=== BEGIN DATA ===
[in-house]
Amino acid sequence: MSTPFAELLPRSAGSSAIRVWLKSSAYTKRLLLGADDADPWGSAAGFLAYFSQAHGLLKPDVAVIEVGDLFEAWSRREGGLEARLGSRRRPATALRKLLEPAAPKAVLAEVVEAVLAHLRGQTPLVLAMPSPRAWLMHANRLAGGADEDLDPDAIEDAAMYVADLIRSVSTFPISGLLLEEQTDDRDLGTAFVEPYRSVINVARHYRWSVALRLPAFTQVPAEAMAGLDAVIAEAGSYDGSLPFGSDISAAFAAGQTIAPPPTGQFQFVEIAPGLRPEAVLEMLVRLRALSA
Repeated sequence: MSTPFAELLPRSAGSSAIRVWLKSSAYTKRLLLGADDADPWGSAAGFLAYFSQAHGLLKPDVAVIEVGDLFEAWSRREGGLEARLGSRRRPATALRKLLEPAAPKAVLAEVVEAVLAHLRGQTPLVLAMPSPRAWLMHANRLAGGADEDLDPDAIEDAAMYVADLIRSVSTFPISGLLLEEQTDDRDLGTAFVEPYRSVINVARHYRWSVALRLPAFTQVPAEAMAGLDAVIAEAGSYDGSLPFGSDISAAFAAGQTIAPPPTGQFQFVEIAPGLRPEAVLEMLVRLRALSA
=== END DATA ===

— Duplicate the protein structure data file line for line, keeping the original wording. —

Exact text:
[in-house]
Amino acid sequence: MSTPFAELLPRSAGSSAIRVWLKSSAYTKRLLLGADDADPWGSAAGFLAYFSQAHGLLKPDVAVIEVGDLFEAWSRREGGLEARLGSRRRPATALRKLLEPAAPKAVLAEVVEAVLAHLRGQTPLVLAMPSPRAWLMHANRLAGGADEDLDPDAIEDAAMYVADLIRSVSTFPISGLLLEEQTDDRDLGTAFVEPYRSVINVARHYRWSVALRLPAFTQVPAEAMAGLDAVIAEAGSYDGSLPFGSDISAAFAAGQTIAPPPTGQFQFVEIAPGLRPEAVLEMLVRLRALSA
Repeated sequence: MSTPFAELLPRSAGSSAIRVWLKSSAYTKRLLLGADDADPWGSAAGFLAYFSQAHGLLKPDVAVIEVGDLFEAWSRREGGLEARLGSRRRPATALRKLLEPAAPKAVLAEVVEAVLAHLRGQTPLVLAMPSPRAWLMHANRLAGGADEDLDPDAIEDAAMYVADLIRSVSTFPISGLLLEEQTDDRDLGTAFVEPYRSVINVARHYRWSVALRLPAFTQVPAEAMAGLDAVIAEAGSYDGSLPFGSDISAAFAAGQTIAPPPTGQFQFVEIAPGLRPEAVLEMLVRLRALSA